Alabama: Mercedes Workers Rejected Union, Setback To UAW

Alabama: Mercedes Workers Rejected Union, Setback To UAW

Workers at Mercedes-Benz’s Alabama factories have rejected a union drive, a setback to the United Auto Workers’ ambitious campaign to organize the American South, according to data revealed by US officials on Friday.

The highly watched poll, which included more than 5,000 eligible voters, mirrors a larger organizing trend among autoworkers, particularly in non-unionized facilities across the South. The UAW’s plan, led by President Shawn Fain, sought to capitalise on worker unhappiness at foreign automakers’ factories, which are recognized for their high profit margins when compared to conventional American car manufacturers.

It was the first major setback for UAW organizers following a string of triumphs, including double-digit raises for Detroit workers and the union’s expansion to a Volkswagen factory in Chattanooga last month. That leaves the union’s next measures unclear, as it is in the midst of a $40 million campaign targeting other automakers such as Toyota and Tesla.

However, allegations of unfair labor practices have muddied the process, with the UAW accusing Mercedes-Benz of disciplinary action against employees who advocated for unionization, among other things. The National Labor Relations Board is probing these charges, adding to the already complex debate over workers’ rights and corporate power.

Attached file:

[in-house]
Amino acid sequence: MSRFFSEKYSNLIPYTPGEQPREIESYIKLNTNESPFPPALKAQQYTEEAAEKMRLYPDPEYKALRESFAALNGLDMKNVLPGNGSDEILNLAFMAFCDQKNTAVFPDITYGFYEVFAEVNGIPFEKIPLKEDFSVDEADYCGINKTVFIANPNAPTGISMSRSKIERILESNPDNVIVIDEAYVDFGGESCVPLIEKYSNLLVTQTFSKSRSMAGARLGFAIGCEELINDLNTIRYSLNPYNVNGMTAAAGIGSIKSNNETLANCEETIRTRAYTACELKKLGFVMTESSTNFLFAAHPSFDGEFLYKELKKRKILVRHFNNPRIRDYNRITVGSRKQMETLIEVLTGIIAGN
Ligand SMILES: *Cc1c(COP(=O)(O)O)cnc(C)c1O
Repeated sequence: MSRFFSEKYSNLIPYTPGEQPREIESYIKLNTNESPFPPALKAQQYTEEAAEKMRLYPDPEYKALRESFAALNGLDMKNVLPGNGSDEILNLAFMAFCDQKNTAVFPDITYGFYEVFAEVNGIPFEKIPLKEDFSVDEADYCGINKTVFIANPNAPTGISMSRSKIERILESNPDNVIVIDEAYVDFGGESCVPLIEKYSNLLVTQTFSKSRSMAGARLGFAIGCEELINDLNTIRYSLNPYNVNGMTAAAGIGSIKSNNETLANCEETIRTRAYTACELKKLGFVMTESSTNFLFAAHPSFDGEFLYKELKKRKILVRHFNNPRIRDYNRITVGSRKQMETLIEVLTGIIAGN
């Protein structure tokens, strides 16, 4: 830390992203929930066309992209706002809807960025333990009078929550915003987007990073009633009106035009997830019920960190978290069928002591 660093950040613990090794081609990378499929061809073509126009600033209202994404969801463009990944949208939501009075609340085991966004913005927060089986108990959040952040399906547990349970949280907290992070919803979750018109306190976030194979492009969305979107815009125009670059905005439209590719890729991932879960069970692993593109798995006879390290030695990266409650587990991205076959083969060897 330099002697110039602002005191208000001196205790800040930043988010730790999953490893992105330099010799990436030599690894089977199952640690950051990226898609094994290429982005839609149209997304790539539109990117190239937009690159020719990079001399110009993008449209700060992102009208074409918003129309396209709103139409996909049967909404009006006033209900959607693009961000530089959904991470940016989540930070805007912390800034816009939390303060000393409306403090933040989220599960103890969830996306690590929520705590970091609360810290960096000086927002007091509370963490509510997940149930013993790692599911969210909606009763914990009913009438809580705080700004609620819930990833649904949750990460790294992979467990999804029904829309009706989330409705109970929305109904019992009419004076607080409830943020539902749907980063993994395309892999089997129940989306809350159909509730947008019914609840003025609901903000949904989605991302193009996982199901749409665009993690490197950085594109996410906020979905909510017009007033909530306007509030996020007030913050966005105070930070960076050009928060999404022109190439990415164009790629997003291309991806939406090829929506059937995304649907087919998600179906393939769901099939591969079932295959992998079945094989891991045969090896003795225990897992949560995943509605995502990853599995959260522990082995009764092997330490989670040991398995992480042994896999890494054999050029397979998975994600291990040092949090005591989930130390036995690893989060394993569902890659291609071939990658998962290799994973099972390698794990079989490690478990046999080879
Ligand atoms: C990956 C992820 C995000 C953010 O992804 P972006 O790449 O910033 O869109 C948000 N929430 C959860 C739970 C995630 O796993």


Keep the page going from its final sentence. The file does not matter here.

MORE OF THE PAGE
“It was clearly damaging to the union and other organizing efforts in the short term, but it is only the beginning,” said Harley Shaiken, a labor professor at the University of California, Berkeley. He attributed the loss to worker unfamiliarity with the union and Mercedes’ response.

Workers at the Vance, Alabama, plant and a nearby battery facility voted 2,642 to 2,045 against joining the UAW, with 56% voting “no,” according to the US National Labor Relations Board, which oversaw the ballot. The results still need to be validated.

Mercedes, which changed the CEO of MBUSI in late April, expressed gratitude to staff who “made their voices heard on this important issue,” according to a company statement.

“We are excited to continue working directly with our Team Members to ensure that MBUSI is not only their preferred job, but also one that they would recommend to friends and family.

Union supporters said that the corporation bombarded rank-and-file employees with anti-union messages during forced sessions.

Workers who supported unionization filed unfair labor complaints with the National Labor Relations Board and German regulators, saying that the corporation violated supply chain laws.

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